Pianist Pandelis Karayorgis rehearses with his trio mates in his Cambridge home on Saturday. Eric Rosenthal plays the drums and Jef Charland plays the bass. (Dina Rudick/Globe Staff)


The Boston Globe

Adventurous jazz from mi3
By Kevin Lowenthal, Globe Correspondent | December 12, 2006

CAMBRIDGE -- The mi3 is a piano trio of a different color. Pandelis Karayorgis usually performs on acoustic piano, but in the mi3 he plays a Fender Rhodes electric keyboard using wah-wah and distortion pedals. The result by turn resembles organ, guitar, and science-fiction sound effects. Yet the mi3 is deeply rooted in the adventurous jazz piano tradition that is Karayorgis's metier.

Sunday night at the Zeitgeist Gallery, the trio featured not only Karayorgis's knotty compositions but also several lesser-known tunes by Thelonious Monk, as well as two by Hasaan Ibn Ali , a shadowy figure who recorded a single album in the mid-1960s under the auspices of drum legend Max Roach.

The loose-limbed and inventive drumming of Curt Newton and the agile, warm-toned acoustic bass playing of Nate McBride are essential to the mi3 sound. Colleagues for almost two decades, these three musicians are masters of give and take, with the ability to establish a deep swinging groove or float freely.

Karayorgis's loping "Betwixt" featured squelchy, distorted Rhodes and McBride's dancing bass. An as-yet-untitled Karayorgis number was both angular and blurry, underlined by Newton's lurching drums.

The trio played Monk's "Green Chimneys" with a meaty swing. McBride's bass statement built to a solo reprise of the theme, leading to a rolling Newton solo. Monk's music dominated the set, which included a brief, lush version of his ballad "Blue Light," a roller-coaster take on his early bebop number "Humph," and a strolling "Brake's Sake" as an encore.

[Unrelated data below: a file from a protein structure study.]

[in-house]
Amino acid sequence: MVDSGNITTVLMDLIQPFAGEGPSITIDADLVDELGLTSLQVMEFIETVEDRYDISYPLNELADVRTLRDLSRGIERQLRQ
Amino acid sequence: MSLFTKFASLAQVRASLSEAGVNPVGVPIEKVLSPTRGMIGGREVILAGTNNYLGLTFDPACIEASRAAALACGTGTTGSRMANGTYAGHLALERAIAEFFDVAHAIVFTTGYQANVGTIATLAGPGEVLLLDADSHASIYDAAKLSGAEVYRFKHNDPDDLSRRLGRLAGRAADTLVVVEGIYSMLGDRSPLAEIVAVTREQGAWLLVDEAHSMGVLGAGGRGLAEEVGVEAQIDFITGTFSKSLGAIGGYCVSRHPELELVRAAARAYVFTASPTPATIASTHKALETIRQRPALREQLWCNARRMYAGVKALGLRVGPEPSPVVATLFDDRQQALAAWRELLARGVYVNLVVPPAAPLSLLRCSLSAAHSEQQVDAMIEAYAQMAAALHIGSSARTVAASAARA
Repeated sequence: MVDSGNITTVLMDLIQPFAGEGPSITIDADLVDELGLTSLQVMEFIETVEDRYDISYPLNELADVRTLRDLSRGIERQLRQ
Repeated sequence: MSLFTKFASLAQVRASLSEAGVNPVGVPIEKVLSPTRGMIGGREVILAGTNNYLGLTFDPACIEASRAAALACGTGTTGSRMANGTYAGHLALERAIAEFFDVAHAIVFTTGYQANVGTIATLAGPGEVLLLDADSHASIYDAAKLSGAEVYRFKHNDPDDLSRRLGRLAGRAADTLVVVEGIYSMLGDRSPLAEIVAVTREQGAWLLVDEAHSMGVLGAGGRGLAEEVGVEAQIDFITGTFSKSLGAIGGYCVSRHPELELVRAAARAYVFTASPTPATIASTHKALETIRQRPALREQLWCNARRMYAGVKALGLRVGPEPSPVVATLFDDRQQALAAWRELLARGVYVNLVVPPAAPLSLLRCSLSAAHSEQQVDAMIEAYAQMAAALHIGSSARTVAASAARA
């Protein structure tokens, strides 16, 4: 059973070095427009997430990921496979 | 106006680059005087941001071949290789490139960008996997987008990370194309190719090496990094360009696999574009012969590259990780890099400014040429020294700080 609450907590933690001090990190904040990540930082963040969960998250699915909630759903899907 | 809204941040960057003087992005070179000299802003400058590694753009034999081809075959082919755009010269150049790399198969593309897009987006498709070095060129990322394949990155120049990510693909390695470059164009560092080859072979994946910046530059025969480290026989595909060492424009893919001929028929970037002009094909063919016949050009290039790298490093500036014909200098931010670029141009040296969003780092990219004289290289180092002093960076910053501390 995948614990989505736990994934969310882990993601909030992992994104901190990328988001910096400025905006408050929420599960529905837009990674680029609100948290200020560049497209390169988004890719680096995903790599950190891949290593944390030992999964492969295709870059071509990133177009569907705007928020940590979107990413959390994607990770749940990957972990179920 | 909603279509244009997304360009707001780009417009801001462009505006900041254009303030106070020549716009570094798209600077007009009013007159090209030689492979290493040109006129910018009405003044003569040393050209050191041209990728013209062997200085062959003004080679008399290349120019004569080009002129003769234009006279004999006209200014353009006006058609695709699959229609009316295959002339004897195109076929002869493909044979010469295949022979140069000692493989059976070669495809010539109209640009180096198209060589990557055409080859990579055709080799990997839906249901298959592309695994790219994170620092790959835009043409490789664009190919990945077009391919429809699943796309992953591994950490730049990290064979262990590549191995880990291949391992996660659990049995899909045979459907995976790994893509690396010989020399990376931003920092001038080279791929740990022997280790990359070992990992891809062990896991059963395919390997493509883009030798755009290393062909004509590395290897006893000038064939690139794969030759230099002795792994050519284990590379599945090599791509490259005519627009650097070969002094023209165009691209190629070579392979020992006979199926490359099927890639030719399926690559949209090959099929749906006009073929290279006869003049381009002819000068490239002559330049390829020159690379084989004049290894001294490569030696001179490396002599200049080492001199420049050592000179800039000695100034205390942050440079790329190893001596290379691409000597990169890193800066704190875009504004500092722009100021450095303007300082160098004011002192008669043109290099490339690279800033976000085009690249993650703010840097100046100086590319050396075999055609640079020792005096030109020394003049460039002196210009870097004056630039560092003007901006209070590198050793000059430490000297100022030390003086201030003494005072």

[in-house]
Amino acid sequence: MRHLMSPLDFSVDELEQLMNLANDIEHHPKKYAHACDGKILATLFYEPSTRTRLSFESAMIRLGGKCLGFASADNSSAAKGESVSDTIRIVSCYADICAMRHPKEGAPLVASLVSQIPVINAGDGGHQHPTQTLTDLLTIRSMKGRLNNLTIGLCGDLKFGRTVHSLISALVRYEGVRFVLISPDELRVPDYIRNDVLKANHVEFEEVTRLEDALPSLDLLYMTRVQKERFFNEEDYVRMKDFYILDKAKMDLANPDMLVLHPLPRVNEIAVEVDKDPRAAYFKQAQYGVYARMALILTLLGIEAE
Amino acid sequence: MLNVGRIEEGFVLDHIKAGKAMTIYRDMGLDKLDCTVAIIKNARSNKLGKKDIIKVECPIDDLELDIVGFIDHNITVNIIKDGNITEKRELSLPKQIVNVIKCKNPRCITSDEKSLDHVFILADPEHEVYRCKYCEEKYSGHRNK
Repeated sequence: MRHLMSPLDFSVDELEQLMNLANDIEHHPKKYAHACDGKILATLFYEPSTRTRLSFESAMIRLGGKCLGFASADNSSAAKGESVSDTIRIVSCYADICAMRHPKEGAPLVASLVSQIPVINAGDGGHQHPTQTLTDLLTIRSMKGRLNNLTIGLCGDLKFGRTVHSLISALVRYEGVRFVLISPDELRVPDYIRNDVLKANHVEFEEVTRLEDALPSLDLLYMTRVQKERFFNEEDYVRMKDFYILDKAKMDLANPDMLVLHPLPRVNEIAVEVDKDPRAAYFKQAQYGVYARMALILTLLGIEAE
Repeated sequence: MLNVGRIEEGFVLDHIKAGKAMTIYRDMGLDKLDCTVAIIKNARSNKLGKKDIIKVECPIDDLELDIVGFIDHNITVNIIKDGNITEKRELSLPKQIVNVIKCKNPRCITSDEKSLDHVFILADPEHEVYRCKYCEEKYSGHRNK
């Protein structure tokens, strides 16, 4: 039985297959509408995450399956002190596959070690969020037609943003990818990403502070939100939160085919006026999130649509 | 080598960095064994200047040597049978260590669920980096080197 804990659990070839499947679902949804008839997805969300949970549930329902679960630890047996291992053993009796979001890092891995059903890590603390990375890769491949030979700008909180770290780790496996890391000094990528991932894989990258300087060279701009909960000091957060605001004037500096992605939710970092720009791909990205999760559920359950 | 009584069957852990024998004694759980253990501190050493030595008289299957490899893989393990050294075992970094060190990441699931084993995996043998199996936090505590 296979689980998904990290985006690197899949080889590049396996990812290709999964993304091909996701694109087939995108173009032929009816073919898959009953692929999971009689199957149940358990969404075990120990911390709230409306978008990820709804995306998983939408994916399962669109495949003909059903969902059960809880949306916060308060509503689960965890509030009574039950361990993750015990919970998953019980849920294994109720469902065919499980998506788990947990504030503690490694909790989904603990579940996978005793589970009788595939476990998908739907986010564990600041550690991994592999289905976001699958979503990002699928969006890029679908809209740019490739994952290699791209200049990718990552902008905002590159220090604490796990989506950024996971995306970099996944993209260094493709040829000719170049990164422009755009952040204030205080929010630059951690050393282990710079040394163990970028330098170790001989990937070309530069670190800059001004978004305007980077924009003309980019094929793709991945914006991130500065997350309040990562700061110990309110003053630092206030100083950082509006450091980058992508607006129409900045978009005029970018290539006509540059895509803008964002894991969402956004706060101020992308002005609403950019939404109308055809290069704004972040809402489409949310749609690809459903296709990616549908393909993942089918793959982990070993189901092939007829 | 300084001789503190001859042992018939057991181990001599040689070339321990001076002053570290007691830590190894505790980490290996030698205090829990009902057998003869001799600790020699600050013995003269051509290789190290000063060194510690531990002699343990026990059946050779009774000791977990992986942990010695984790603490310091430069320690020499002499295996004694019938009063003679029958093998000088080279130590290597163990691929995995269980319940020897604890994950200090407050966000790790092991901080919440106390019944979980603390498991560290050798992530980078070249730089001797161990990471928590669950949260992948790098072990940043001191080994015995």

With the addition of the evening's two Hasaan tunes, McBride observed, the mi3 now has all of his recorded compositions in its repertoire. "Pay Not, Play Not" alternates double-time and relaxed episodes, and the trio had a field day running its obstacle course. "Off My Back Jack" began with bowed bass and lush swaths of color from Karayorgis, whose bell-toned solo kept returning to the tune's haunting first phrase.

Opening and almost stealing the show was a set by the duo of saxophonist Charlie Kohlhase and virtuosic trombonist Jeff Galindo. Playing Kohlhase's compositions, the two ran the gamut of horn timbres and duo strategies in an exhilarating and witty game of musical cat-and-mouse.

© Copyright 2006 Globe Newspaper Company.